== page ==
I have always been a bit of a perfectionist and that definitely didn’t help with my imposter syndrome. As fate would have it, nearer the end of my first year teaching, my principal directed each teacher at the school to spend one day observing in other teachers’ classrooms. This was a pivotal moment for me because my reality began to challenge my internal beliefs. My internal belief was that I was a terrible Maths teacher (perfectionism alert, perfectionism alert) and that my students reading levels were improving, not through any good teaching on my part, but through osmosis. During those observations, I watched six experienced teachers go about their teaching business – Maths, Writing, Reading, PE and all the rest – and I began to notice something: our planning, routines and teaching styles were pretty similar, and in some areas, I had definite strengths. I also saw that their lessons were great, but that they weren’t perfect. Aiming to be a perfect teacher was an unattainable and pointless goal.
Do you struggle with perfectionism? What internal self-talk do you need to challenge?
2. I asked for help
My confidence in teaching maths didn’t magically improve, but I realised I was able to learn from Maths experts. I became proactive: I began to ask, read, and research. Instead of looking at myself as if I was a needy freakazoid, I gained respect from being open with my teaching peers. It actually opened up conversations where they could also say, “Hey, I feel like my Spelling program could be improved. What is yours like?” Even now, Maths is not my teaching speciality, but I buy many great Math resources to supplement my knowledge and improve my teaching practice. Then, I return the favour by creating literacy and social studies products to help people who may have gaps in that area.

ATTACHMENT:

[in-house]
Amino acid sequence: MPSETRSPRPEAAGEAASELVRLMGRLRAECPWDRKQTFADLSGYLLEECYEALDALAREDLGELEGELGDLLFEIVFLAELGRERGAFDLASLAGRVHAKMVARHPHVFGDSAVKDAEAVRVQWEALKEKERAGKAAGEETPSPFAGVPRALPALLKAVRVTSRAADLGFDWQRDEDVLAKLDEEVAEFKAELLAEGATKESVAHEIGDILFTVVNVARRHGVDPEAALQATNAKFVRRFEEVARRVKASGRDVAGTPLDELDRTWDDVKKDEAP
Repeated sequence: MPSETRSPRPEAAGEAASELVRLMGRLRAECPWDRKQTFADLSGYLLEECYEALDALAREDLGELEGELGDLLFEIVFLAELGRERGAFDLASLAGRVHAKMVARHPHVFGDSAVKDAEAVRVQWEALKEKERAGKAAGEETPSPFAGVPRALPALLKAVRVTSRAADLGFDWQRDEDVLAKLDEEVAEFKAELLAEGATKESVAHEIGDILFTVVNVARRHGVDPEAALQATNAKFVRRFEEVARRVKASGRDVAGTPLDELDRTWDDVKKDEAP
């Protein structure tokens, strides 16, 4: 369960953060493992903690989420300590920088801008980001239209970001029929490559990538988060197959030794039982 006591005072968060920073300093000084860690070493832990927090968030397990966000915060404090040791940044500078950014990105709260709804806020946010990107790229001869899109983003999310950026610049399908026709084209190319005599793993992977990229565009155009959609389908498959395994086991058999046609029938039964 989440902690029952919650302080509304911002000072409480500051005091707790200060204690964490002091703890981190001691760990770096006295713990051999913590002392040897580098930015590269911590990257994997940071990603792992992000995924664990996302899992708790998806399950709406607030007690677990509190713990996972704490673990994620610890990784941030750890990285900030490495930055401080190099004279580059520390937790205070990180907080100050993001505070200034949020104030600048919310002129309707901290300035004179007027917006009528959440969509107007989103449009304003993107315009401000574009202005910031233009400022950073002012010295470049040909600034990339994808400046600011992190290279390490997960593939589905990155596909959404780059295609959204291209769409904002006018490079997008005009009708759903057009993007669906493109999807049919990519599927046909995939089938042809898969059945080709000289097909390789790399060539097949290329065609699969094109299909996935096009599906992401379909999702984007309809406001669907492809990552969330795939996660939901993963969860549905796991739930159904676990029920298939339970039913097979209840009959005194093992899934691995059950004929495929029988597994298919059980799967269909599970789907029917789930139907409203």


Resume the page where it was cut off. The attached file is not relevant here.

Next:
Who is a “safe” person you could be 100% honest with about how you are feeling? You won’t regret opening up to others.
3. I Learned to Celebrate the small wins
Lastly, I learned to celebrate my achievements – the small wins, the successful lessons, the fun times in the classroom. “Tall Poppy Syndrome”, cutting someone down who we perceive is getting a bit full of themselves, is alive and well in New Zealand, and most likely all over the world. Because of this, we can worry that people will think we are bragging or arrogant if we celebrate a win or let people know we are proud of something that happened in our classroom. Also, people with imposter syndrome will explain away any success as luck, chance, or a result of something outside of their actions. I did that frequently, and still catch myself doing it now. This just needs to stop. If you don’t celebrate your wins, have a think what you will end up focusing on… And look, some days the win might be that the kid with massive behaviour issues was good for ten minutes more than usual, or that there was no line for the microwave at lunchtime. A win is a win is a win!
What small or large wins can you celebrate today?
So there you have it. That is my journey to overcoming teacher imposter syndrome which, by the way, I am still on (don’t ask me how many drafts of this blog post I did before I pushed Publish). I don’t know if imposter syndrome ever really goes away, but I have the tools to smash it in the face if it tries to ruin me.
Take a risk. Ask for help. Celebrate the wins, even the smallest of the small. This job is hard enough without doubting whether you should even be here.
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Onwards and upwards,